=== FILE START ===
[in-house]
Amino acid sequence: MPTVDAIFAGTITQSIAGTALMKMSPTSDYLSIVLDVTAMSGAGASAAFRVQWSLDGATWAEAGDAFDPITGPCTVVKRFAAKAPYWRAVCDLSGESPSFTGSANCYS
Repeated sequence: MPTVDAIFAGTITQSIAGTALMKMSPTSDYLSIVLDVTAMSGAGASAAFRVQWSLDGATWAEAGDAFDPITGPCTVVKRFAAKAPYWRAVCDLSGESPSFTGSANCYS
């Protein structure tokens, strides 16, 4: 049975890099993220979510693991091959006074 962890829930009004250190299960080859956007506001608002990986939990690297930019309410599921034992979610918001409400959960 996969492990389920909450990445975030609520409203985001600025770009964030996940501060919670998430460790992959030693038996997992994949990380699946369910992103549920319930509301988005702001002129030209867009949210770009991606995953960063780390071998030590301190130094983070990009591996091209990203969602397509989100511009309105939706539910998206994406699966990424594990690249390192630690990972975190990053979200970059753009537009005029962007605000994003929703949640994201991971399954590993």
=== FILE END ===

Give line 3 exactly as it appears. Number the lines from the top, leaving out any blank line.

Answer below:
Repeated sequence: MPTVDAIFAGTITQSIAGTALMKMSPTSDYLSIVLDVTAMSGAGASAAFRVQWSLDGATWAEAGDAFDPITGPCTVVKRFAAKAPYWRAVCDLSGESPSFTGSANCYS